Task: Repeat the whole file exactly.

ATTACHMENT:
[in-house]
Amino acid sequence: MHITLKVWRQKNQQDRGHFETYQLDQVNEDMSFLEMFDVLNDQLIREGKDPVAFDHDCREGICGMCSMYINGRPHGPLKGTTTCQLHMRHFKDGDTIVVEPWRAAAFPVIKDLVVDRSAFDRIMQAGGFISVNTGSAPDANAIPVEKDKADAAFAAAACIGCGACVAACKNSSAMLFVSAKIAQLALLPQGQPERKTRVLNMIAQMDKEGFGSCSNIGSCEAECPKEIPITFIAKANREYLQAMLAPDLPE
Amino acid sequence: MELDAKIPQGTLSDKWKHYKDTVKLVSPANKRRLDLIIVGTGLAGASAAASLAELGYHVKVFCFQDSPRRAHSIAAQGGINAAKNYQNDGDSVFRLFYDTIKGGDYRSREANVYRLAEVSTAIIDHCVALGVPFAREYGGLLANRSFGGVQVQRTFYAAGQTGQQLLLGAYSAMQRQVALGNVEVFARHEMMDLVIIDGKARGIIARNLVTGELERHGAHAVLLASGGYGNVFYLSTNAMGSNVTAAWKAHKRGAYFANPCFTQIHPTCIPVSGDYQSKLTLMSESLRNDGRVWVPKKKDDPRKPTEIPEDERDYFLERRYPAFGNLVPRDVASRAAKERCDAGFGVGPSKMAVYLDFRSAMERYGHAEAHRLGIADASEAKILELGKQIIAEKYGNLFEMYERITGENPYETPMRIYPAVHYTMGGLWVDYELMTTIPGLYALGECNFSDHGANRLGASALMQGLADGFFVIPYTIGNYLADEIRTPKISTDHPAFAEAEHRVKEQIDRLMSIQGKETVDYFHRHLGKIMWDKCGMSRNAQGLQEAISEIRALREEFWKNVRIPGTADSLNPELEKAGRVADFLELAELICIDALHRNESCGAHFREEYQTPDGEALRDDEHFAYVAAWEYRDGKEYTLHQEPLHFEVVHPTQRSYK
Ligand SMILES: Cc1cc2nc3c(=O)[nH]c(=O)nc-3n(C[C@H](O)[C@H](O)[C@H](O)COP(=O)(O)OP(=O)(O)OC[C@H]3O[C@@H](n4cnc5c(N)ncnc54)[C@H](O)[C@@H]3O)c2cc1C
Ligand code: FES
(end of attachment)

[in-house]
Amino acid sequence: MHITLKVWRQKNQQDRGHFETYQLDQVNEDMSFLEMFDVLNDQLIREGKDPVAFDHDCREGICGMCSMYINGRPHGPLKGTTTCQLHMRHFKDGDTIVVEPWRAAAFPVIKDLVVDRSAFDRIMQAGGFISVNTGSAPDANAIPVEKDKADAAFAAAACIGCGACVAACKNSSAMLFVSAKIAQLALLPQGQPERKTRVLNMIAQMDKEGFGSCSNIGSCEAECPKEIPITFIAKANREYLQAMLAPDLPE
Amino acid sequence: MELDAKIPQGTLSDKWKHYKDTVKLVSPANKRRLDLIIVGTGLAGASAAASLAELGYHVKVFCFQDSPRRAHSIAAQGGINAAKNYQNDGDSVFRLFYDTIKGGDYRSREANVYRLAEVSTAIIDHCVALGVPFAREYGGLLANRSFGGVQVQRTFYAAGQTGQQLLLGAYSAMQRQVALGNVEVFARHEMMDLVIIDGKARGIIARNLVTGELERHGAHAVLLASGGYGNVFYLSTNAMGSNVTAAWKAHKRGAYFANPCFTQIHPTCIPVSGDYQSKLTLMSESLRNDGRVWVPKKKDDPRKPTEIPEDERDYFLERRYPAFGNLVPRDVASRAAKERCDAGFGVGPSKMAVYLDFRSAMERYGHAEAHRLGIADASEAKILELGKQIIAEKYGNLFEMYERITGENPYETPMRIYPAVHYTMGGLWVDYELMTTIPGLYALGECNFSDHGANRLGASALMQGLADGFFVIPYTIGNYLADEIRTPKISTDHPAFAEAEHRVKEQIDRLMSIQGKETVDYFHRHLGKIMWDKCGMSRNAQGLQEAISEIRALREEFWKNVRIPGTADSLNPELEKAGRVADFLELAELICIDALHRNESCGAHFREEYQTPDGEALRDDEHFAYVAAWEYRDGKEYTLHQEPLHFEVVHPTQRSYK
Ligand SMILES: Cc1cc2nc3c(=O)[nH]c(=O)nc-3n(C[C@H](O)[C@H](O)[C@H](O)COP(=O)(O)OP(=O)(O)OC[C@H]3O[C@@H](n4cnc5c(N)ncnc54)[C@H](O)[C@@H]3O)c2cc1C
Ligand code: FES